Shifting the lens …

The family history project I’ve been working on was originally something I wanted to do that would be based upon a cross-country road trip I want to take to the actual places where my ancestors have lived.  Basically starting at Plymouth and moving West, eventually across the Oregon Trail and then up into Washington State where I am now.

The family history road trip is definitely on my Bucket List, but I realized that, because of the time and expense involved, this trip wasn’t going to happen any time soon.  It was so disheartening to think that this project that means so much to me, may not actually come to fruition.  This Spring, I asked myself, “If I never go on the road trip, does that mean I can’t ever do the project at all?”  I realized that it might not be my dream way to accomplish it, but I could do research here at home and write up something.  It seemed like a second best option, but better than nothing.

So this July, I’ve been researching and doing writing on the family history project as part of NaNoWriMo Camp.  And you know what?  To my surprise, I’ve been learning things I don’t think I would’ve learned on the road trip.  Now, rather than feeling that writing without the road trip is a second best option, now I realize that writing now is actually making the project richer and more relevant to my life and to today.  After I get a first draft together, that might be an even better time to take the road trip.  Seeing things firsthand would give an added depth to the story (perhaps).  But even if I never take the trip, I can still do the project.

I guess I’d been limiting myself to my vision of what I wanted this project to be without really being open to other possible expressions of that same vision.  Changing my focus slightly opened new doors and allowed me to break through a wall that had been keeping me from my dreams.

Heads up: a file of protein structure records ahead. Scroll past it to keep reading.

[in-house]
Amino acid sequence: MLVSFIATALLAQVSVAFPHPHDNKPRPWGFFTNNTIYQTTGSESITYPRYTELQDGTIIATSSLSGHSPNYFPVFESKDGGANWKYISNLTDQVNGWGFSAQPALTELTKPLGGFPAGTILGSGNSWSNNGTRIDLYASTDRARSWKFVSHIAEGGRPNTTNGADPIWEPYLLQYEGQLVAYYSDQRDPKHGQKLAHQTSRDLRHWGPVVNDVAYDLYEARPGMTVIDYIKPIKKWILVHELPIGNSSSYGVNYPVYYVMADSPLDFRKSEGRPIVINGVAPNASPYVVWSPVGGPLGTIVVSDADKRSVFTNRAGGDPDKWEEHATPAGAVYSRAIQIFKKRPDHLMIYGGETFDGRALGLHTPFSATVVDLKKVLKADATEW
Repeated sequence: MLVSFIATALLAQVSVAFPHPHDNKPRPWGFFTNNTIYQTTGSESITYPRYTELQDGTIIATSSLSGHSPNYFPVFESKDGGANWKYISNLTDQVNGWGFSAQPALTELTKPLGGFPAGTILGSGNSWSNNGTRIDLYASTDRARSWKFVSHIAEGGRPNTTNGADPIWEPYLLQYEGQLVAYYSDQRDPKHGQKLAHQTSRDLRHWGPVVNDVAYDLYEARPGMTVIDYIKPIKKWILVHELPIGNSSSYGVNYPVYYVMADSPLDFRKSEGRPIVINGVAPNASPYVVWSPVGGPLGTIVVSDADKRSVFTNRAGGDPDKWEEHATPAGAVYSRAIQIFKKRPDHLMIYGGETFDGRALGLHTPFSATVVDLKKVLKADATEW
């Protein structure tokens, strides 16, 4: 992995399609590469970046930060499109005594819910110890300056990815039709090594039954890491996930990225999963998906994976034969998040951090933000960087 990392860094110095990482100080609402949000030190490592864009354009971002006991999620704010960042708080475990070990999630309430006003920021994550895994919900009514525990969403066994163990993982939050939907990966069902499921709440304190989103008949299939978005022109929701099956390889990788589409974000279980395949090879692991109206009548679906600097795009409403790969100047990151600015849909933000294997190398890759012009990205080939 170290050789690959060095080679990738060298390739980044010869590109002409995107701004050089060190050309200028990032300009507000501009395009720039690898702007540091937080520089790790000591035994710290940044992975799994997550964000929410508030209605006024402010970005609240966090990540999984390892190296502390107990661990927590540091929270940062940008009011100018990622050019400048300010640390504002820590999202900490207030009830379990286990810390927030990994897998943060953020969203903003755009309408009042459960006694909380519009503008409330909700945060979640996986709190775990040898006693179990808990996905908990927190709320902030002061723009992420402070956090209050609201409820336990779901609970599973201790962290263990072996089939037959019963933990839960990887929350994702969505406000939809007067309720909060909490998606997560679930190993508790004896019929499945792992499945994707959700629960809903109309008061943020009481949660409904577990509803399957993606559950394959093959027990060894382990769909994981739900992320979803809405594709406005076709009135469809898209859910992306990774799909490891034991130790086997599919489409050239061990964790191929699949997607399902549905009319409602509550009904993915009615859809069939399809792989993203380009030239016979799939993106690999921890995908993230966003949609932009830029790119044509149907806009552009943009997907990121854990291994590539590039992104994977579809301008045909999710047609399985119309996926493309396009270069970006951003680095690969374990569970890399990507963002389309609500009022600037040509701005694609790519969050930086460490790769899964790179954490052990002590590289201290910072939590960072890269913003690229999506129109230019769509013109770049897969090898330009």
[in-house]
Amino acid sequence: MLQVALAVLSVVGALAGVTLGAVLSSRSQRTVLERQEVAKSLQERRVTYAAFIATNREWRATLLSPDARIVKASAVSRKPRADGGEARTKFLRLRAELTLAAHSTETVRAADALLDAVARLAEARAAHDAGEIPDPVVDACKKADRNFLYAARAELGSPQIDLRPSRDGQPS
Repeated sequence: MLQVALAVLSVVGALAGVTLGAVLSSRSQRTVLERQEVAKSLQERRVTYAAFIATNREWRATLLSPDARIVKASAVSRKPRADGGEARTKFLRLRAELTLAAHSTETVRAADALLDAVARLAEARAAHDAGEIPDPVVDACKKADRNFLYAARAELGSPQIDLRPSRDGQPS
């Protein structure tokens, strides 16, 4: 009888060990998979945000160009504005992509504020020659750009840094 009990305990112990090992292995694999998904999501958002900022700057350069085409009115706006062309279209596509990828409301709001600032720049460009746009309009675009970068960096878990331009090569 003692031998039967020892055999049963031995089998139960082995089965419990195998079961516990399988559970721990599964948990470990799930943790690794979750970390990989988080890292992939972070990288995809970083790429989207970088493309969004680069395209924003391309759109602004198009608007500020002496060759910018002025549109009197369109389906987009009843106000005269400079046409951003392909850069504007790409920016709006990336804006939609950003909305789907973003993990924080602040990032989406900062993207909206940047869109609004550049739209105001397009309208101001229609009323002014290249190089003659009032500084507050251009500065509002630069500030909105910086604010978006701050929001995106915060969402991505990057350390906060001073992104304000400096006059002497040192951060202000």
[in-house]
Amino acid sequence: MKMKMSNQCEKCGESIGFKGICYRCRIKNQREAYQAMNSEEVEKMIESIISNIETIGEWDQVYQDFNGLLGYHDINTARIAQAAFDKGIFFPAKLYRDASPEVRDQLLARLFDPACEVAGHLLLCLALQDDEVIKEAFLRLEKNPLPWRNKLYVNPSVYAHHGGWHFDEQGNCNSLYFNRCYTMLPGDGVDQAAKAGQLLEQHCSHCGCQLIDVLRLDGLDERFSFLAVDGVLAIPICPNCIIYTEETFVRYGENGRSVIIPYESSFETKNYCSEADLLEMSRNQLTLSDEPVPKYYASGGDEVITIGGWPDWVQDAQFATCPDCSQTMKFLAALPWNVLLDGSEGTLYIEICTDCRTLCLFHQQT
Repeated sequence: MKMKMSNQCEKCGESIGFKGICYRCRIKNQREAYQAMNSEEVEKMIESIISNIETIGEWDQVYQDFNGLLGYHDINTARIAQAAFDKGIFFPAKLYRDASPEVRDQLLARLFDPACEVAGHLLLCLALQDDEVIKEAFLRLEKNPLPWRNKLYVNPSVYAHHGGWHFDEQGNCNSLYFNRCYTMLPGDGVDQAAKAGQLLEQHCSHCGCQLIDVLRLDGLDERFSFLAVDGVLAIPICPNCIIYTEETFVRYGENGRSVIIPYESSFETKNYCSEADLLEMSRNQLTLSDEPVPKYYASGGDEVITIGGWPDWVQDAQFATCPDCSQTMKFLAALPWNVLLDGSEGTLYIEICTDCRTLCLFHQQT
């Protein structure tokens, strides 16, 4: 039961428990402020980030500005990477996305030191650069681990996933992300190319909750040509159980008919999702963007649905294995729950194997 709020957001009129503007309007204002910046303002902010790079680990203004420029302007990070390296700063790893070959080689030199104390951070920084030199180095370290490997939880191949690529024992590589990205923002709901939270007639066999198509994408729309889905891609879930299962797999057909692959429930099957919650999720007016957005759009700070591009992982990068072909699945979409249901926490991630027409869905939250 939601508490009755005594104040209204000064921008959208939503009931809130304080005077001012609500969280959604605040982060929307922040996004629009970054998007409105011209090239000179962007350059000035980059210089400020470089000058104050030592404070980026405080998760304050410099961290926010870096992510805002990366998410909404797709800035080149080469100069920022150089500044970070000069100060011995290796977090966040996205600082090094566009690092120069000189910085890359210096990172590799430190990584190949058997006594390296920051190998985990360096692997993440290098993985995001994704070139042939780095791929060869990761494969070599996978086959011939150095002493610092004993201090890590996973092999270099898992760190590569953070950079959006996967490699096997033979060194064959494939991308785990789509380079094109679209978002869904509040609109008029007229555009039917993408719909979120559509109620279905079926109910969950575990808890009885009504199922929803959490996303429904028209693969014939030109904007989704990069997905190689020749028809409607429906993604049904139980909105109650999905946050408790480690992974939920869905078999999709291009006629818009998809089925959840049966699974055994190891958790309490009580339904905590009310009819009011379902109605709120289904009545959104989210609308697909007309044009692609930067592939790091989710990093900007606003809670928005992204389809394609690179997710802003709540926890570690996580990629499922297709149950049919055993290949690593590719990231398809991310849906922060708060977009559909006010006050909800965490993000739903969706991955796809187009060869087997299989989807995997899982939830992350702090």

How ’bout you?  Is there anything you can shift your view of in order to see new possibilities in your own life?  What happens when we shift the lens and change the focus?


I’m baaaaaaaaaaack …

I’ve decided to do Camp NaNoWriMo this July, working on the first draft/outline of an ambitious project I’ve been procrastinating about. I thought maybe if I post updates here now and then throughout the month, it may keep me motivated. Or it may not. We’ll see, shall we?

The project I’ve been working on is a combination of family history, personal memoir, creative nonfiction, historical fiction, literary fiction, poetry, and visual art. I think of it as a collage of words and art and ephemera that tells a story based on the flow of history. My family’s story. My story. And I’d even go so far as to say our country’s story.

I’m been researching this project on-and-off for about five years. I decided it’s finally time to sit my behind down in a chair (or on the couch) and actually work up the first draft. Or as Ann Lamott would say, “the sh***y” first draft.

Speaking of Ann Lamott and her fabulous book, Bird by Bird, she says if you have a large overwhelming project (such as a huge catalog of birds), just get started and tackle the project bird-by-bird.  So, I’m following her advice and dividing this work into smaller, generational bites. Taking it generation-by-generation.  Beginning with Puritans arriving in Plymouth and Scituate in the late 1600s.

This is a sixteen generation story I’m attempting to tell. Seventeen generations if I include my children, but I don’t think I’m going to write them into the story because their stories are still being told as they live their lives. They can write their own stories someday. Or their descendants can.  Actually, I may not include any generations still living which would include my dad and myself.

I don’t anticipate getting the entire first draft done this month, but I know I can make a substantial dent in the project if I keep with it.